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21.5 Things You Can Do with Office 2004

by Giles Turnbull
08/03/2004

You already know about Microsoft Office 2004 and some of the great new features it offers. Stuff like the new Notepad application in Word, the three-pane view in Entourage, and the Project Center.

This article isn't going to cover any of that. Those are the big new features that you see the moment you open up the programs concerned. No, this article is here to show you some of the nifty little tweaks you can apply to Office. Some clever import and export options, neat scripts, and a few simple little things that might make your life a bit easier.

Some of these are new to Office 2004; some also applied to older versions of the suite. No doubt you know of many others that I haven't mentioned. If so, please jot them down in the TalkBacks at the end of the article.

So let's get clicking on those big 'e', 'w', 'p', and 'x' symbols in the Dock and find out what we can make them do.

Fun with Audio Notes

Notebook is a new addition to Word 2004 (View > Notebook Layout), and essentially offers a different view of what remains, underneath, a Word document. Notebook is designed for a specific text-related task, making and organizing notes. While it's not OneNote (its feature-packed sister application on the Windows platform), it still offers some useful tools.

Foremost among these is the ability to record audio notes (Tools > Audio Notes > Start Recording) into a notebook document. By default they are recorded as medium-quality compressed MP4 files, but you can change this behavior in the preferences (Word > Preferences > Note Recording) to record as WAV or AIFF -- although be warned, those file sizes will be much larger than MP4. (Microsoft helps you monitor the usage rate by including a contextual readout in Preferences that changes as you adjust the parameters.) You can also change the sample size and sample rate. So what you have here is a nifty voice recorder for your Mac.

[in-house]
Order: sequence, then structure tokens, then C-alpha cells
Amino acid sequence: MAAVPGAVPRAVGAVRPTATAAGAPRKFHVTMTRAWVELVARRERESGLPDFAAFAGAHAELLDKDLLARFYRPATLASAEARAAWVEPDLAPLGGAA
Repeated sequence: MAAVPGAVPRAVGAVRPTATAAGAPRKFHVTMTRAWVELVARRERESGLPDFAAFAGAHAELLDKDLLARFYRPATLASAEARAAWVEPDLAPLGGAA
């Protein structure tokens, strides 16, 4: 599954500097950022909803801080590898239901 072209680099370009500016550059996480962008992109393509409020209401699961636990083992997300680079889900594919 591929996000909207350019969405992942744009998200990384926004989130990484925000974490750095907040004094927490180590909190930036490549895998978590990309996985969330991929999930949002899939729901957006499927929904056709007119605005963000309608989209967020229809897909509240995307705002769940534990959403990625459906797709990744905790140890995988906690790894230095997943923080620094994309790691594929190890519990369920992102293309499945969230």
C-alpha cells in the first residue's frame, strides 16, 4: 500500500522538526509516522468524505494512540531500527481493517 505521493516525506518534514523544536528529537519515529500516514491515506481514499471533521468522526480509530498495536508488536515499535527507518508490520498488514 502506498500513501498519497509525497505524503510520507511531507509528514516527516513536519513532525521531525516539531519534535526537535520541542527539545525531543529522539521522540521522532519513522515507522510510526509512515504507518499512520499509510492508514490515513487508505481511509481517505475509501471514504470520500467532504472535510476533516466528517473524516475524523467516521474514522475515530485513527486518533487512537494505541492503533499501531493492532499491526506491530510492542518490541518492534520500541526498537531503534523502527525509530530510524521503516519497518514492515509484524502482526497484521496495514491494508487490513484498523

While the audio notes feature works nicely in Word's Notebook mode, there's no easy way of moving one of those notes to a non-notebook file. When editing a standard Word document, the audio recording/playing toolbar disappears.

There's a somewhat long-winded, but simple enough, process for getting round this. In the Notebook document you can export your audio notes as a QuickTime file (in the format you specified in Preferences) by using the Tools > Audio Notes > Export Audio menu command. Save the exported file to the desktop, then it's possible to drag it into a normal Word document, where it will show up as an inserted movie file. Not exactly elegant, but it works.

You can also use QuickTime Player to play these files as standalone audio files. And since they are QT compatible, you can use them for just about anything digital-media related, such as adding them to slideshows as voiceovers. To learn more about this, see Sound is Half the Picture. In essence, Office 2004 provides you with a handy voice recorder that you can use for just about any application.

Elsewhere in Word, the new Navigation Pane (click View > Navigation Pane) opens the document in thumbnails, down the left side of the window, much as Adobe Acrobat does with multi-page PDF files (or indeed Apple's own Preview application does). It's a useful way of finding your way around large documents.